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Could we clone our organs to be used in a transplant?

Surgeons implant a donor heart in a patient. One day, that replacement heart could be made of your own cells.

Mark Harmel/Getty Images

­As of Nov. 28, 2008, 100,712 people idled on a list run by the Organ Procurement a­nd Tra­nsplantation Network. Set up at the behest of U.S. Congress, the federal network matches up organ donors with transplant recipients. Imagine you're No. 100,711 on that list and in desperate need of a heart. Even worse, what if your number finally came up, and your body rejected that replacement heart? In 2008, scientists started to change that dire scenario with the help of stem cells.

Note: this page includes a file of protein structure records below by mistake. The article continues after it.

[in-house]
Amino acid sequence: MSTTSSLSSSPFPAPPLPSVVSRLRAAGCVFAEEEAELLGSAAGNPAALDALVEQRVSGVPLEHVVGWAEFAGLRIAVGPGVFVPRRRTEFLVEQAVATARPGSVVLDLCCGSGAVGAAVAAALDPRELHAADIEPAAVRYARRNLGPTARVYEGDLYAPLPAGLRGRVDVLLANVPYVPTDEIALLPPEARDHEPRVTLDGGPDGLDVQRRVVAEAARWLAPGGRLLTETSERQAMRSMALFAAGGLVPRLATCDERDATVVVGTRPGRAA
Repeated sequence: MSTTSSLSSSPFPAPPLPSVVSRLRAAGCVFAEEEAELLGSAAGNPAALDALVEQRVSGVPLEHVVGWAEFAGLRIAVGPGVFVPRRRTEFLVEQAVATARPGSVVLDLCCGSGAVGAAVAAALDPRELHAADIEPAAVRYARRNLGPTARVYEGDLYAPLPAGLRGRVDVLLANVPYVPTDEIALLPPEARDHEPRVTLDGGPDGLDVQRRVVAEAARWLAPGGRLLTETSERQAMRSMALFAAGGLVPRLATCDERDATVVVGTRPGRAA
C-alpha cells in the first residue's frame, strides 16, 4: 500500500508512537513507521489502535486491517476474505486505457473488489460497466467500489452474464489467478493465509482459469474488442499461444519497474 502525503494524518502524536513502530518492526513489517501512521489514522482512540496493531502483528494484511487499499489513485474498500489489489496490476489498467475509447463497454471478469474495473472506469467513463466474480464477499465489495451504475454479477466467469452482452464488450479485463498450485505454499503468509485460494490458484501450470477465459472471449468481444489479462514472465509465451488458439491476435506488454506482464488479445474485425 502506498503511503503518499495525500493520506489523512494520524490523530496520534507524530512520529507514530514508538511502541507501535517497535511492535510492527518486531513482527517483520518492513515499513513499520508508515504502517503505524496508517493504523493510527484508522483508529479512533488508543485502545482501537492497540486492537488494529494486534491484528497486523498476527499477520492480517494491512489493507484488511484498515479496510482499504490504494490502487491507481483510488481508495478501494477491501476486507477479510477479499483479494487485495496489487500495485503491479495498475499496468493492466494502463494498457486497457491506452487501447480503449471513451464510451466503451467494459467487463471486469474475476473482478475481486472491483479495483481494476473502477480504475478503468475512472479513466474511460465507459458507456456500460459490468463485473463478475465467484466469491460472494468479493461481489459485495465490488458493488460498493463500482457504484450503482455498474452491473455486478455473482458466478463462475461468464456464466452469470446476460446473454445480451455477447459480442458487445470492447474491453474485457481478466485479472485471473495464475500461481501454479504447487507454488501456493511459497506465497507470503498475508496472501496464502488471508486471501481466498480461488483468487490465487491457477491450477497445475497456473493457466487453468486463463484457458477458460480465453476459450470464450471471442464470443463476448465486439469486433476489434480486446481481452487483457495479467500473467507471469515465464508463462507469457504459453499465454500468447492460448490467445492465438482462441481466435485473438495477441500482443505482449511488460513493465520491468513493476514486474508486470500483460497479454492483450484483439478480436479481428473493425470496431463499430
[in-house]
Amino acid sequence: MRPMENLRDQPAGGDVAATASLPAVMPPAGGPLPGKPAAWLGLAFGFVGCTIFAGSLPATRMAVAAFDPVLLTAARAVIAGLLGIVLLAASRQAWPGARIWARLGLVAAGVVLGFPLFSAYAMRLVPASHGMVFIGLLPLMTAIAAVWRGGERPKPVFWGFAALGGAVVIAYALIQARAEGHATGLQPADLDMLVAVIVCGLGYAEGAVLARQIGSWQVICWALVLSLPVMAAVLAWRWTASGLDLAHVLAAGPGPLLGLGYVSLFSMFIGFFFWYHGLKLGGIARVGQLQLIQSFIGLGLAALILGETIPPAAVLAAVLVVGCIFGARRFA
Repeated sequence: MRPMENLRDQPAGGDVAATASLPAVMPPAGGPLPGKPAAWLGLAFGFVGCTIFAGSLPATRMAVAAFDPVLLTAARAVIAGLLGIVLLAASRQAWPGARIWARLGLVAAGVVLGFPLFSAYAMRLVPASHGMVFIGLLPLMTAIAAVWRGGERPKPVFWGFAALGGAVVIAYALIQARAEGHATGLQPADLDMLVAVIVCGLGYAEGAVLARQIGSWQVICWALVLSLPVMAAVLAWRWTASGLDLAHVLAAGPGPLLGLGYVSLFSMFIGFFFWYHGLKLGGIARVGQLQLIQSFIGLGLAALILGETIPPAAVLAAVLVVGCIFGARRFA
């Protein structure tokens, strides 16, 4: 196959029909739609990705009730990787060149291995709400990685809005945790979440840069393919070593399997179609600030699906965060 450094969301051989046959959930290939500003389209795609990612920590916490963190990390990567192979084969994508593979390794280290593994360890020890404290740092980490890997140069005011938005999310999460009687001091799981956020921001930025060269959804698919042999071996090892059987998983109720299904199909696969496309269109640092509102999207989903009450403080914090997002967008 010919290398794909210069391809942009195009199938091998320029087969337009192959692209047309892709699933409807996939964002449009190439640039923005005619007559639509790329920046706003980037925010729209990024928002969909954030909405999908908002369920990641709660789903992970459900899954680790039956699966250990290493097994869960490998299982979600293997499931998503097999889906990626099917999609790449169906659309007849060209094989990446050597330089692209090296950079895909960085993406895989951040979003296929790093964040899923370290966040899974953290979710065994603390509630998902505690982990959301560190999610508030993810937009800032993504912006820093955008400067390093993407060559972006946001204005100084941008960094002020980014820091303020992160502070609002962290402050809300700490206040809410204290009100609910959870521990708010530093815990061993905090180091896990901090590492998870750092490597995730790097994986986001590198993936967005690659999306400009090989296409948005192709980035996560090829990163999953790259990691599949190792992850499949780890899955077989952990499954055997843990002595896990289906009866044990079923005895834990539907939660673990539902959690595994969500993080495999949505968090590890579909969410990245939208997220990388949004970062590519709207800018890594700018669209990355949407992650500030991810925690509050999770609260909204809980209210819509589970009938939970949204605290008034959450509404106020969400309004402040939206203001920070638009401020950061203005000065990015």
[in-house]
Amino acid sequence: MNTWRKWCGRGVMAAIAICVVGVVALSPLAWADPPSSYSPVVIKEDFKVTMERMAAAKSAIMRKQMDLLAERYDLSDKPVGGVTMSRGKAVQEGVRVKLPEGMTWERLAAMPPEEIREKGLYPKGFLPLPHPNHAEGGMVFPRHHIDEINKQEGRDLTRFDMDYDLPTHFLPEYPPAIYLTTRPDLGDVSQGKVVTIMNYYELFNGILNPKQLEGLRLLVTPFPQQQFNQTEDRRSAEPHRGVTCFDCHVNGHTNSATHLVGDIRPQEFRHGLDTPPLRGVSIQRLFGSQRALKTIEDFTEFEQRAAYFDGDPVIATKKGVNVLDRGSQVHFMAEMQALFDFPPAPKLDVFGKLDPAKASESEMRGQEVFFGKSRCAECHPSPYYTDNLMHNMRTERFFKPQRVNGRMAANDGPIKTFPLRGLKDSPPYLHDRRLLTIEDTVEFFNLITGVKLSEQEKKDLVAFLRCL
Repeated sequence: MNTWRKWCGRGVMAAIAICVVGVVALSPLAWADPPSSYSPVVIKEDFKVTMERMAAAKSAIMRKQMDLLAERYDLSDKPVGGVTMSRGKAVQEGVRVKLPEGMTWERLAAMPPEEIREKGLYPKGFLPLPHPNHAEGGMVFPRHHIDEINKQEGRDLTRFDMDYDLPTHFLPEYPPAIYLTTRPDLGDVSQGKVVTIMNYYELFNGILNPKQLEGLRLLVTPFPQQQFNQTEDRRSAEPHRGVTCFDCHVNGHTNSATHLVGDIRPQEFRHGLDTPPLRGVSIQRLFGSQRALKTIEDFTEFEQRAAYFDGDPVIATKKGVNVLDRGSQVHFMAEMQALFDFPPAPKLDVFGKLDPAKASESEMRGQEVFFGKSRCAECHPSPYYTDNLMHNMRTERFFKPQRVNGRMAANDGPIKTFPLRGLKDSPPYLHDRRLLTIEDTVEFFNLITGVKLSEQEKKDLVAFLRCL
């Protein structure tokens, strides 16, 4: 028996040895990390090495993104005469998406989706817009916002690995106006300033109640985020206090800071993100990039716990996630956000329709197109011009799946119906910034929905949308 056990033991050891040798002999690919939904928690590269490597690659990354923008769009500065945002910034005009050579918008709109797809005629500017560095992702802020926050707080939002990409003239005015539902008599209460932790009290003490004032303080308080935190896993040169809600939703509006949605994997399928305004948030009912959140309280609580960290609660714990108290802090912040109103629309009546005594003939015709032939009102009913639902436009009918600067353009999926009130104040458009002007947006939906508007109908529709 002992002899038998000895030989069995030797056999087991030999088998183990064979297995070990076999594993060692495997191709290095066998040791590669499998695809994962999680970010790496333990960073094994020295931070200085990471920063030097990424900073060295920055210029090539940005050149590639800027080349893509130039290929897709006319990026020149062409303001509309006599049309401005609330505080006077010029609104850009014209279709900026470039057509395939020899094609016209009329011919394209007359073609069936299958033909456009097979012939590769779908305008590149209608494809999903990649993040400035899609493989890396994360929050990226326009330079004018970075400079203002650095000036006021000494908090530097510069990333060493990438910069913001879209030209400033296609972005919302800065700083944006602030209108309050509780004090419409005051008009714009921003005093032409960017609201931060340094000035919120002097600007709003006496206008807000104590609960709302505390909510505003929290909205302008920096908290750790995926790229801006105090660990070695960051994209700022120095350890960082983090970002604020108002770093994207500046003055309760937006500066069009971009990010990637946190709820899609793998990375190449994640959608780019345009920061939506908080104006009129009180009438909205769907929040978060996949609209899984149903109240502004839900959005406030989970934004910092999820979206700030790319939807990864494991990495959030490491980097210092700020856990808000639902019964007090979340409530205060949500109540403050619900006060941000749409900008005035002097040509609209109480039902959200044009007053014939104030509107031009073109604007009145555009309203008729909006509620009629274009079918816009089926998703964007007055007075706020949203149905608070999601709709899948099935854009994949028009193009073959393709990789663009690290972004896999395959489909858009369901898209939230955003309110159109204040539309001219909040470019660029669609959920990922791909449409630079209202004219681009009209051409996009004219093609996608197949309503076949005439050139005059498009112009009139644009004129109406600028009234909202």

­Stems cells are the body's version of smart kids who've been told they can grow up to be whatever they want to be, except stem cells actually can. These bodily blank slates are enormously valuable and, until lately, enormously hard to get because they come armed with controversy. But researchers recently sidestepped the controversy by successfully retraining adult stem cells and skin cells to act like true stem cells, even growing heart muscle cells in one instance. The idea is that doctors eventually could extract these cells from a patient and grow them to form a full-blown, customized replacement organ. Somewhere, someone who's waiting for a heart is keeping his or her fingers crossed and maybe reading Could we clone our organs to be used in a transplant?.

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